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Paul McCartney's bass playing

Discussion in 'Bassists [BG]' started by Alex E, Mar 10, 2006.

  1. Alex E

    Alex E

    Mar 2, 2006
    Macca’s playing astounds me. It’s not fast like a Victor Wooten, Stanley Clarke, Jaco, etc.. If one asked him, I think McCartney himself would downplay his chops compared to the above greats and others, so I’m not saying he’s the best out there.

    However, I have been playing bass for 25 years and listening to certain Macca songs still blows me away. Playing bass is not all about speed and chops. It sure is nice to have them, but what impresses me more is the ability to think up counterpoint bass lines that are highly melodic and instantly recognizable when you hear the song. The kind of bass line where the song just wouldn’t be the same without.

    In that stuff, I think McCartney’s work is inspired, maybe even genius. Here’s a guy who can’t read music, doesn’t know hardly anything about theory and admittedly hated to practice, especially practicing bass.

    I’ve had years of music theory and when I learn one of his bass parts spot-on, the creativity and complexity of some of the more involved ones, from a music theory standpoint, always astounds me. Chew on the bass line from “Something” where he’s doing those runs in the context of the chords and the solo. How in the world did a music theory “dummy” come up with that idea? Look at his bass work underneath all those 7th chords the Beatles used and again: How did a guy who doesn’t know squat about theory come up with that? I don’t think Sir Paul’s the best, but I’m still amazed by his innate ability. He’s a great, great player in my book.
  2. yeah..."I want you (she's so heavy)" has gotta be THE best Beatles bassline...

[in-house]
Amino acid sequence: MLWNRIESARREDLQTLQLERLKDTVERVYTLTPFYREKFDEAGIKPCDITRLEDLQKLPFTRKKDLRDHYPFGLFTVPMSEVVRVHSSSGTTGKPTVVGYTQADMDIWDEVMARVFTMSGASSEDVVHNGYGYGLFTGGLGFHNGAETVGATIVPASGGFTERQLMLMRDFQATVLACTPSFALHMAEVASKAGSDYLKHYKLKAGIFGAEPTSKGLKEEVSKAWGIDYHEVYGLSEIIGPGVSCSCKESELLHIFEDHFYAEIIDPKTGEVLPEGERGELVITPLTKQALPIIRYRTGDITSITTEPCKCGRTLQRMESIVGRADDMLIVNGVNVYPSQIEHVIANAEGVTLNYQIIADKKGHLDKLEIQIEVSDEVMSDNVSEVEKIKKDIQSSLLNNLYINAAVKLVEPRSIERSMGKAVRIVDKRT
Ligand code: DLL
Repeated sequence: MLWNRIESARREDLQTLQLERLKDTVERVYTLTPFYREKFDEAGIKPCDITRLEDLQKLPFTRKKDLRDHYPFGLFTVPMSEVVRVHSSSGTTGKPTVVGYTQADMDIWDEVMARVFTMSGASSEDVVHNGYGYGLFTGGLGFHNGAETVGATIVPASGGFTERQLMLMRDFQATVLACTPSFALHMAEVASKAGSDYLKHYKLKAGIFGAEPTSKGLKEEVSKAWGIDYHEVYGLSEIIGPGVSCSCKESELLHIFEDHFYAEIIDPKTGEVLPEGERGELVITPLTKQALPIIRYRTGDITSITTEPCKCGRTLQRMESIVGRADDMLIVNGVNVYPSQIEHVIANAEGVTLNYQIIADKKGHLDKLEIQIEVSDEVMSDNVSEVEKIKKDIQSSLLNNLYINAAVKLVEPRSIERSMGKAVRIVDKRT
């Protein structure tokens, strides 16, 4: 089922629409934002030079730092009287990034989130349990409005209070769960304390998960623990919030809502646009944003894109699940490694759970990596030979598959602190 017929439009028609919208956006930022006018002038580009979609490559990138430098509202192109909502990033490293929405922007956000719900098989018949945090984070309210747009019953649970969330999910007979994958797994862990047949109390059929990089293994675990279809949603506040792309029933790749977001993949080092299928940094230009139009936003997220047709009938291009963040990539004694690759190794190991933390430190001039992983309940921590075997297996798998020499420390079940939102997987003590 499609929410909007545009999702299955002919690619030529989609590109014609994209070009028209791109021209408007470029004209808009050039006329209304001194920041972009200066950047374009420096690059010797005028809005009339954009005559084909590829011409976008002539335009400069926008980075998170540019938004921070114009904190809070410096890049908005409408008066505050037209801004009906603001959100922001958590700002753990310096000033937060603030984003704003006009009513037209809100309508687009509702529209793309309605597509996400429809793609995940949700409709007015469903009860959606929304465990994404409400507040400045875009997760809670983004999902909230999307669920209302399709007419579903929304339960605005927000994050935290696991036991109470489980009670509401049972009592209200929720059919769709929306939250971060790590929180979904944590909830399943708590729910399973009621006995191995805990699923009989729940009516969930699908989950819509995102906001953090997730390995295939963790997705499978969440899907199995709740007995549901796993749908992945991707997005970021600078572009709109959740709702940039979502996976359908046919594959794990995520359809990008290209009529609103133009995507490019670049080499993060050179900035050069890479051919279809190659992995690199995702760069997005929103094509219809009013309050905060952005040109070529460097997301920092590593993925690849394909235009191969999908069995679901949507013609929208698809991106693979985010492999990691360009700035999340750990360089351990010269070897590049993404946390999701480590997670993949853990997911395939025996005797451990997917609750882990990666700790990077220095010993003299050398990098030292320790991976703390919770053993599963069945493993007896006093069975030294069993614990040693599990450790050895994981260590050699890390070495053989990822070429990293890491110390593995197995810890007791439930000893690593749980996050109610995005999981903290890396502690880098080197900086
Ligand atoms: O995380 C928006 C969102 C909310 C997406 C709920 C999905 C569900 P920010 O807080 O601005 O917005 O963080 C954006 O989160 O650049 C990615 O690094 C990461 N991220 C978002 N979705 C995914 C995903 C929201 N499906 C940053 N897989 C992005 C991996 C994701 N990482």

3. ryco


    Apr 24, 2005
    I agree. The guy just has one hell of an ear whether writing a bass part or a melody. Also having a guiding force like George Martin probably helped as far as theory.

    I heard he used to play his final bass parts last after everyone else had finished their parts. First he'd lay down a "scratch" part and replace it at the end of recording. I don't know if that's really true or not. Talk about backwards - I always have trouble coming back and redo-ing parts.

    Sometimes his parts sound like 40's pop tuba parts. Maybe was influenced by old radio show orchestras or opperettas.
  4. Baryonyx

    Baryonyx Banned

    Jul 11, 2005
    Marathon Man
    he's a genius in my book! He made inventive music and played the bass how he wanted to. His melodic intuition astounds me, as does his style of playing. I love his tone too, I've come to appreciate him more as I've matured as a musician. Sometimes it's good to turn off the Mark King, Stanley Clarke, Jonas Hellborg and John McLaughlin albums and just groove to some Beatles!
  5. Alex E

    Alex E

    Mar 2, 2006
    Definitely agree with the two of you. "I want you, She's so heavy" is an incredible bass line. I heard that darn song for years and then one day, I really heard it and I laughed at amazement.

    And yeah, he does play some lines like a tuba and then all of a sudden throws in something that will make you saw 'wow'.
  6. AxtoOx


    Nov 12, 2005
    Duncan, Okla.
    Ya gotta remember, the Beatles were inventing Rock and Roll for these others to expand on.
  7. emblymouse

    emblymouse exempt Supporting Member

    Jan 22, 2006
    When I was a kid my big sister played Beatles night and day and through the wall all I heard was those basslines. I'd walk around humming them thinking they were the the main melody. Taken out of context they often stand up nicely on their own as totally satisfying melodic statements.
    Technique is worthless unless you've got something wonderful to say.
  8. I agree with all the admiration for Sir Paul and his Beatles and Wings bass lines. Very fresh, very interesting, very appropriate. But I have to say all this astonishment over his lack of formal theory understanding as it relates to his ability to craft "intelligent" lines is a little out of scale with reality. I believe some people who aren't storing all those 'rules' and 'guides' in their head and who are constantly referencing them to create their parts may see musical lines that would other wise be 'smarted out' or 'overlooked due to lack of sufficient precedence'. There is a purity to that sort of musician that sometimes brings out the refreshing twists and turns in music. And it always strikes me as funny how folks 'reverse engineer' these parts and marvel at their 'theoretical complexity' - maybe one does not have to 'own a degree' to still full grasp and understand the subject.